Lower US interest rates provide soft buy signals
This week we focus on the potential for a rise in the price of platinum linked to increased demand from the automotive industry. The war between Israel and Hamas has led to increased market risk awareness, but also lower interest rates in the US. Technically, soft buy signals have emerged on most indices.
Case of the week: Platinum, a bright light in the fall darkness
The platinum price has fallen by around 20% so far in 2023. However, there is pent-up demand for platinum due to a shift from palladium in automotive catalytic converters, giving the platinum price upside potential from current low levels.
Since the beginning of 2023, the platinum price has experienced a notable decline, dropping from around 1,100 USD/ounce at the beginning of the year to approximately 870 USD/ounce as of October 9, 2023.
The primary demand for platinum is found in the automotive sector accounting for some 31 to 46% of total platinum demand in recent years. Platinum's usage in various industrial applications places it as the second-largest demand sector, making up nearly 26-36% of the total demand in recent years. Additionally, annual jewelry demand has consistently been around 23-30% of the total demand, with investment demand ranging between 10 and 20% over several years.
In 2022, the mined platinum supply was only 5 million ounces. The supply deficit has continued through 2023 following low production levels from primary producer South-Africa. According to a recent report by the World Platinum Investment Council (WPIC), the demand for platinum in the automotive sector in current year is projected to reach its highest levels since 2017, leading to a platinum deficit of over one million ounces (which is one-fifth of its total mined supply in 2022) for 2023. In the automotive sector, palladium and platinum serve as catalytic converters, Hence, platinum can serve as an alternative to palladium in numerous applications within the sector. Given the fact that palladium is far rarer than platinum, the palladium price (approximately 1 170 USD/ounce) exceeds the platinum price.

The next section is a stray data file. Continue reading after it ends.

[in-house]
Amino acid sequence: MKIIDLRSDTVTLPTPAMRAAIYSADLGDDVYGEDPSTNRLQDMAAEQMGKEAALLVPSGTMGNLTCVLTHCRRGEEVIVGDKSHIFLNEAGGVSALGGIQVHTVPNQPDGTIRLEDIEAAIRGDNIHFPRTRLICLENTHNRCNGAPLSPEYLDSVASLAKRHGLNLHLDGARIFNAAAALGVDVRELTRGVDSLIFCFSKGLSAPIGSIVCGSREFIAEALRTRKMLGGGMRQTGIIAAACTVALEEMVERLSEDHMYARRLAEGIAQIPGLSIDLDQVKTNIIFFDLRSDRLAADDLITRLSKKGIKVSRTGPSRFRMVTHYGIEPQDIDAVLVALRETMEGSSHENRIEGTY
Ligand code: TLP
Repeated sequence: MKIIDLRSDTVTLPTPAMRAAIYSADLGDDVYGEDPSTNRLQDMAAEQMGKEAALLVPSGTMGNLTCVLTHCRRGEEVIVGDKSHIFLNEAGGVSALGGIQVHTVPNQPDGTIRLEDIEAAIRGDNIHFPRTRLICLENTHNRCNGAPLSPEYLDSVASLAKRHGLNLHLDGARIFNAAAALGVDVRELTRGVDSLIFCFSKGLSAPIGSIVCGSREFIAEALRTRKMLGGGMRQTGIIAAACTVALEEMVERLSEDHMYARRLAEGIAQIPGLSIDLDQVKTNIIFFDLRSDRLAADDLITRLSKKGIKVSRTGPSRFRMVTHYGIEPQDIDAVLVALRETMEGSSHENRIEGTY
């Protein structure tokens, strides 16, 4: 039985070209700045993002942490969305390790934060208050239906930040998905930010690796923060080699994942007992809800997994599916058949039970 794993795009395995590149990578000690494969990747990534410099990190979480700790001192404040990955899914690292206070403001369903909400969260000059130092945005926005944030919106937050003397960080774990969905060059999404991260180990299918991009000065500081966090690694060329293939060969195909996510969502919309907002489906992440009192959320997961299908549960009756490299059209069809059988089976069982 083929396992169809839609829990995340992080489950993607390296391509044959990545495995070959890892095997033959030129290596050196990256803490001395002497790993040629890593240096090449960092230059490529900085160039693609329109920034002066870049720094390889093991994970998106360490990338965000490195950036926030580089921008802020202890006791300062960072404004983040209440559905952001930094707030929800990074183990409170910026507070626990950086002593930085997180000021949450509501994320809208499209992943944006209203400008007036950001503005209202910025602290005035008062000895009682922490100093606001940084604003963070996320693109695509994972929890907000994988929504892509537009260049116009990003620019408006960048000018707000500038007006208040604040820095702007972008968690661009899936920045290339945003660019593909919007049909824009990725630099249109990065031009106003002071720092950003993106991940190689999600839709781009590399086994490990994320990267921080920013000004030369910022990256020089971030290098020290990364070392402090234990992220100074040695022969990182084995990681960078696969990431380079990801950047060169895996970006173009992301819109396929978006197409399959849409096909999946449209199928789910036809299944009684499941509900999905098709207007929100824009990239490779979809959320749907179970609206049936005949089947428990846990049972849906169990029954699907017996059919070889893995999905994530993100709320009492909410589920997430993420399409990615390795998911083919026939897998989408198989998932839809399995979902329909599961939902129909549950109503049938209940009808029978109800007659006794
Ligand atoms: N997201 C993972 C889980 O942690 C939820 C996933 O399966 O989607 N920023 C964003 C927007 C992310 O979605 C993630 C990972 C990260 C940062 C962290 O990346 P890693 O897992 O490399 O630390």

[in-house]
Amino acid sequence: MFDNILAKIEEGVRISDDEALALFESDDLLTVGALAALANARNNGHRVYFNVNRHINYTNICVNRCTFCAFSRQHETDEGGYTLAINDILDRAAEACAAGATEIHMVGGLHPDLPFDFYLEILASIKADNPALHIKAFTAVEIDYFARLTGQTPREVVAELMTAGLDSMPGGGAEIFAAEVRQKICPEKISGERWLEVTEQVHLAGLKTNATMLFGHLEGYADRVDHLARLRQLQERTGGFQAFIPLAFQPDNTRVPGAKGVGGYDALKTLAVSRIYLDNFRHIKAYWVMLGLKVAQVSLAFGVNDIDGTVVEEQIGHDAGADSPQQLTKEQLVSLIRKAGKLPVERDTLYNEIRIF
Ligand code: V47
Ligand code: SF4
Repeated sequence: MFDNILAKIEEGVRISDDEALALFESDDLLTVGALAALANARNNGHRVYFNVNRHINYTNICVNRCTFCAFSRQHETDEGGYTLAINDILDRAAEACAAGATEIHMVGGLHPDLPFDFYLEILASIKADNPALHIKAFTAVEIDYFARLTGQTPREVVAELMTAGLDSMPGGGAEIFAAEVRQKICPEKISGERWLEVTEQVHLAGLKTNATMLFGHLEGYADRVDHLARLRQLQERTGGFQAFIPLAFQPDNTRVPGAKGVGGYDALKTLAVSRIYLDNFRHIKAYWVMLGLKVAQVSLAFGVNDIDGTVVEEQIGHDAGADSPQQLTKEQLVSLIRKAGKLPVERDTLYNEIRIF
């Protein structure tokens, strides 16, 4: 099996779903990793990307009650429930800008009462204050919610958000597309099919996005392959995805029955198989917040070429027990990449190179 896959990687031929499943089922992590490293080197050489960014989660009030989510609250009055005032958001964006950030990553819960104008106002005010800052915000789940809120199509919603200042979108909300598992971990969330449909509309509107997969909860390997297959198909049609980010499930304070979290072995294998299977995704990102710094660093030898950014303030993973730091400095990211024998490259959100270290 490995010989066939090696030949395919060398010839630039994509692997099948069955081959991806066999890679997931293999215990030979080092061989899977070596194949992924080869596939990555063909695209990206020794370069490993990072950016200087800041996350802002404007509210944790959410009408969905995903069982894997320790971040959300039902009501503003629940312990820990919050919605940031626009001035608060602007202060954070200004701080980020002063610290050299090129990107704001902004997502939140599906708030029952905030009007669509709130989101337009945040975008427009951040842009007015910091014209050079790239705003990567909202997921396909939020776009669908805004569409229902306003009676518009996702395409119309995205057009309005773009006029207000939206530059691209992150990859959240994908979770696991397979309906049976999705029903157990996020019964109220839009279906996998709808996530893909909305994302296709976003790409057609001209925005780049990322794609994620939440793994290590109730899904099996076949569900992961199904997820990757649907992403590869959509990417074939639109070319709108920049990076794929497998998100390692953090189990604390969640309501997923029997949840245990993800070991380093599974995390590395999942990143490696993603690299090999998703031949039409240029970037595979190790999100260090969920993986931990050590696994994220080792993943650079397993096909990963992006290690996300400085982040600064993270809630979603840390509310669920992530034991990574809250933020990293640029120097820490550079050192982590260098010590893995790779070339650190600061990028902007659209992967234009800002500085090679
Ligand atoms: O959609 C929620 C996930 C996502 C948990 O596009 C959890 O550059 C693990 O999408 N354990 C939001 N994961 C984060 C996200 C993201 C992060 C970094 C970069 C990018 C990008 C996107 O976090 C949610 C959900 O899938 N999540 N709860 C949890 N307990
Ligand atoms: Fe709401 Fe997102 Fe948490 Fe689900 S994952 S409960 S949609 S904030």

The report further indicates that automotive demand for platinum is expected to reach 3.3 million ounces in 2023, a 13% increase over 2017 levels. This surge in automotive demand is primarily fueled by the shift from palladium to platinum, initiated in the past year. It is projected to increase by 615,000 ounces in 2023, along with higher loadings. Additionally, a boost in vehicle production during the second quarter of 2023 contributed to this growth. The impact of semiconductor shortages and other supply chain challenges that affected the industry due to the pandemic and the Ukraine conflict appeared to have diminished significantly.
WPIC notably pointed out a 14% enhancement in light vehicle production and an 18% surge in heavy-duty vehicle production in the second quarter of 2023. Moreover, both China and Japan experienced remarkable growth in vehicle production during this timeframe. Japan witnessed a 20% upswing in the production of gasoline and diesel cars in the second quarter of 2023 compared with the corresponding period in 2022.
To summarize: following a shift from palladium to platinum in catalytic converters in the automotive industry, an increase in demand for platinum is anticipated in the automotive industry. This shift is likely motivated by factors including cost considerations and availability, whereas platinum is more available and less pricy than palladium. Furthermore, the platinum supply is limited given low production levels in 2022 and through 2023, fueling further potential upside to the platinum price in the foreseeable future.
Platinum (USD/Ounce), one-year daily chart
Platinum (USD/Ounce), five-year weekly chart